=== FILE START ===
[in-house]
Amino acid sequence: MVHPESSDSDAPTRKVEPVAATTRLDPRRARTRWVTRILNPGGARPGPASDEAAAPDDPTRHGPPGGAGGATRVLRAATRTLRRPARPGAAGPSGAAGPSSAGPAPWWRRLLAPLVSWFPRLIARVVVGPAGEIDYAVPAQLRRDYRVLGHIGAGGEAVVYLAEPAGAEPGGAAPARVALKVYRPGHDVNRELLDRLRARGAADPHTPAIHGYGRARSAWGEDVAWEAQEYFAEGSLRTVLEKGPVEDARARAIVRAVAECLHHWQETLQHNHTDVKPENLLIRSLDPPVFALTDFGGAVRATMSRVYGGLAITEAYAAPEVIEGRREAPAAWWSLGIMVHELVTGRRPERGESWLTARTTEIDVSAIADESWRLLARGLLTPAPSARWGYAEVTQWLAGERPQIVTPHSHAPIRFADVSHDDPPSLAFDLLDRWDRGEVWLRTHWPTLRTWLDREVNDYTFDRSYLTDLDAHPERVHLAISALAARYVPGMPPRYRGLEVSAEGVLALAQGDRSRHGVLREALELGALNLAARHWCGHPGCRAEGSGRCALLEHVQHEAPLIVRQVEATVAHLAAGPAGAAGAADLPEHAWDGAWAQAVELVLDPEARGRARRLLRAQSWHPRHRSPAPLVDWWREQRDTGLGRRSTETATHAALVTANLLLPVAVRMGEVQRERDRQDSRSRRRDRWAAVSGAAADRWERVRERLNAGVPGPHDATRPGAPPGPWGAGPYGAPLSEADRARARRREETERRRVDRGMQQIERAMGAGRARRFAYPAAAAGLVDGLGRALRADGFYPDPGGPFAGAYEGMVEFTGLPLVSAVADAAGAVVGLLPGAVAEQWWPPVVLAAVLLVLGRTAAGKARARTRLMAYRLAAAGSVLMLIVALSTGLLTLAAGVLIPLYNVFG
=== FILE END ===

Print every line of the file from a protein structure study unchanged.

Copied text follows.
[in-house]
Amino acid sequence: MVHPESSDSDAPTRKVEPVAATTRLDPRRARTRWVTRILNPGGARPGPASDEAAAPDDPTRHGPPGGAGGATRVLRAATRTLRRPARPGAAGPSGAAGPSSAGPAPWWRRLLAPLVSWFPRLIARVVVGPAGEIDYAVPAQLRRDYRVLGHIGAGGEAVVYLAEPAGAEPGGAAPARVALKVYRPGHDVNRELLDRLRARGAADPHTPAIHGYGRARSAWGEDVAWEAQEYFAEGSLRTVLEKGPVEDARARAIVRAVAECLHHWQETLQHNHTDVKPENLLIRSLDPPVFALTDFGGAVRATMSRVYGGLAITEAYAAPEVIEGRREAPAAWWSLGIMVHELVTGRRPERGESWLTARTTEIDVSAIADESWRLLARGLLTPAPSARWGYAEVTQWLAGERPQIVTPHSHAPIRFADVSHDDPPSLAFDLLDRWDRGEVWLRTHWPTLRTWLDREVNDYTFDRSYLTDLDAHPERVHLAISALAARYVPGMPPRYRGLEVSAEGVLALAQGDRSRHGVLREALELGALNLAARHWCGHPGCRAEGSGRCALLEHVQHEAPLIVRQVEATVAHLAAGPAGAAGAADLPEHAWDGAWAQAVELVLDPEARGRARRLLRAQSWHPRHRSPAPLVDWWREQRDTGLGRRSTETATHAALVTANLLLPVAVRMGEVQRERDRQDSRSRRRDRWAAVSGAAADRWERVRERLNAGVPGPHDATRPGAPPGPWGAGPYGAPLSEADRARARRREETERRRVDRGMQQIERAMGAGRARRFAYPAAAAGLVDGLGRALRADGFYPDPGGPFAGAYEGMVEFTGLPLVSAVADAAGAVVGLLPGAVAEQWWPPVVLAAVLLVLGRTAAGKARARTRLMAYRLAAAGSVLMLIVALSTGLLTLAAGVLIPLYNVFG